Fans of talent show Let It Shine remained loyal to the end of the series, when boy band Five To Five were crowned the winners.
And with their win, viewers were led to think - as had been the case for the entirety of the series - that the champions would be playing the role of a Take That-style group in the forthcoming musical based on the songs of the infamous boy band.
However, it appears that the premise behind the entire show wasn't portrayed accurately, leaving fans feeling led up the garden path and fuming at creator and head judge Gary Barlow, the Daily Mail reports.
It's been revealed that Let It Shine's winners will be far from "stars" of the stage show - which is titled The Band; and instead will be lowly backing singers.
This revelation comes the week after the season finale, despite the BBC explicitly advertising the purpose of the show as a casting exercise "looking for talented individuals to form a new group that exudes the charisma, showmanship and stage presence that [Take That] has become so famous for".
It now transpires that Five To Five won't even speak during the show - purely play second fiddle to the main cast who have, presumably, already been found via non-televised, standard audition procedures.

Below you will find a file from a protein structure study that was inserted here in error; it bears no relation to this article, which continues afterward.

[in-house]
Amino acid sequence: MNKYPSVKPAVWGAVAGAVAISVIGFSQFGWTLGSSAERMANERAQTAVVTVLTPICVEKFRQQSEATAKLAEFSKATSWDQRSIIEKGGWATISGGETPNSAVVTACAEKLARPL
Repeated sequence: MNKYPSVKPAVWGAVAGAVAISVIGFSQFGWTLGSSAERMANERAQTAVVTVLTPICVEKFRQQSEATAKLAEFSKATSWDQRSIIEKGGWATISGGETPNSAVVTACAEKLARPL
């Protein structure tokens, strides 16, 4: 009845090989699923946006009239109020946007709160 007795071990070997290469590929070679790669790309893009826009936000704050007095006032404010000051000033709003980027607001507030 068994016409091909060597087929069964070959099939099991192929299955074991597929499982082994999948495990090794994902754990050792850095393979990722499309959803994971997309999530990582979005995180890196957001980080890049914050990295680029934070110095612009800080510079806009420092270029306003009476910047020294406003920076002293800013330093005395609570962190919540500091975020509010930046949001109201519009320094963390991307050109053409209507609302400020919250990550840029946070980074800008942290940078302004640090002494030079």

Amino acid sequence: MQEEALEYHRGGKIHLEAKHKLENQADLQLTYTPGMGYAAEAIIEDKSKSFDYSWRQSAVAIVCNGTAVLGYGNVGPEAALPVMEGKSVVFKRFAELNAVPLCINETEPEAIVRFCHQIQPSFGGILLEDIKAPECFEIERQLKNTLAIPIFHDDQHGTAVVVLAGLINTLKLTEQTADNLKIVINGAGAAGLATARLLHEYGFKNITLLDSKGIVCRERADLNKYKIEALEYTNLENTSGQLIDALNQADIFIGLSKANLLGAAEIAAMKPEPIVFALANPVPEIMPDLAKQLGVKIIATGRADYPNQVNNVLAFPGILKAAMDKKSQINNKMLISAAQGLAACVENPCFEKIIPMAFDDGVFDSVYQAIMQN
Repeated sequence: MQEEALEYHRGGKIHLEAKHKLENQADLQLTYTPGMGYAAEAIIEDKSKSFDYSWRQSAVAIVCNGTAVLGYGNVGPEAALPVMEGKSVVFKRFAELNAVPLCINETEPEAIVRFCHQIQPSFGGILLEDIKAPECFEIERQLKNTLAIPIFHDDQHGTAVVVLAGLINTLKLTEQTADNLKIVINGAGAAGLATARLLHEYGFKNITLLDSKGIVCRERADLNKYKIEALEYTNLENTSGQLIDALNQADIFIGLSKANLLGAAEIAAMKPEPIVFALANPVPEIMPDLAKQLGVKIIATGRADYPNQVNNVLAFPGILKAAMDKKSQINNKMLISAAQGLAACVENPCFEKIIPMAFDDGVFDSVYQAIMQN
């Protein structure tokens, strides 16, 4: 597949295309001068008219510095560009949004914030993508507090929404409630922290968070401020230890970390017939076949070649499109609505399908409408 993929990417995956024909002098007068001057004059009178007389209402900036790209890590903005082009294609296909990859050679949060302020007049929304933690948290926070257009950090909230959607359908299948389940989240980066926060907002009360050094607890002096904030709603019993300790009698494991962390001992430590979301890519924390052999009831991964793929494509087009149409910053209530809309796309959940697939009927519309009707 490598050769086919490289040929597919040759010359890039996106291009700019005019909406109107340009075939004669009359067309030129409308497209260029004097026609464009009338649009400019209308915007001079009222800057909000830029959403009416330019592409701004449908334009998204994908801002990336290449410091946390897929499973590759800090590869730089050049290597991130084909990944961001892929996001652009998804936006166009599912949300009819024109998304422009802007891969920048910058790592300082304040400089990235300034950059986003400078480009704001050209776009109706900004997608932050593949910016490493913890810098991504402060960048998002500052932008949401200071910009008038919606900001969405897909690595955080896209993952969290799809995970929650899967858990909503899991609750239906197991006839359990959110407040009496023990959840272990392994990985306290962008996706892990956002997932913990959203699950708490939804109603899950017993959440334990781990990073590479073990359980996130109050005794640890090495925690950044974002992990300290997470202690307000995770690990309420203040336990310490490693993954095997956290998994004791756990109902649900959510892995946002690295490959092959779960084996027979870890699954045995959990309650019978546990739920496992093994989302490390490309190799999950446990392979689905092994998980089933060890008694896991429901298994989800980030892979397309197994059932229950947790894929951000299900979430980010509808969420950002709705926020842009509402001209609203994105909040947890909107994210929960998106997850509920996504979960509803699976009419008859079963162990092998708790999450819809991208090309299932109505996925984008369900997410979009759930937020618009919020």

While the likes of The X Factor and previous stage musical-themed series have been explicit in stating what the winner wins at the end of the show, it would seem Let It Shine has proven to be misleading.
Shows such as Any Dream Will Do and I'd Do Anything searched for the starring performers in Andrew Lloyd Webber's productions of Joseph And The Amazing Technicolor Dreamcoat and Oliver respectively; but it has now been revealed that The Band will follow five 16-year-old female groupies, who will be the main characters in the story.
This seemingly leaves Five To Five stars Yazdan Qafouri, AJ Bentley, Sario Solomon, Curtis T Johns and Nick Carsberg out in the cold.
In turn, this has left those who watched the show - and voted for the winner - feeling short changed.
Although The Band was always expressly stated as being "based on the music of Take That" much like musicals Mamma Mia (based on Abba's music) and Viva Forever (based on the tracks of the Spice Girls), it always appeared to advertise that the winners would be part of a boy band in the show.
The BBC's initial description of Let It Shine also suggested this. But they have since released a statement that far from clarifies things: "With Let it Shine we always said we were casting for a band to appear in a musical based on the music of Take That and they had to be able to sing and dance - like a boyband.
"The winners will sing and dance to 14 Take That numbers in Gary's musical. We never said we were casting actors. But they will be front and centre of the musical."
This statement only muddies the waters further, seeming to deliberately blur the lines between singing, dancing and acting.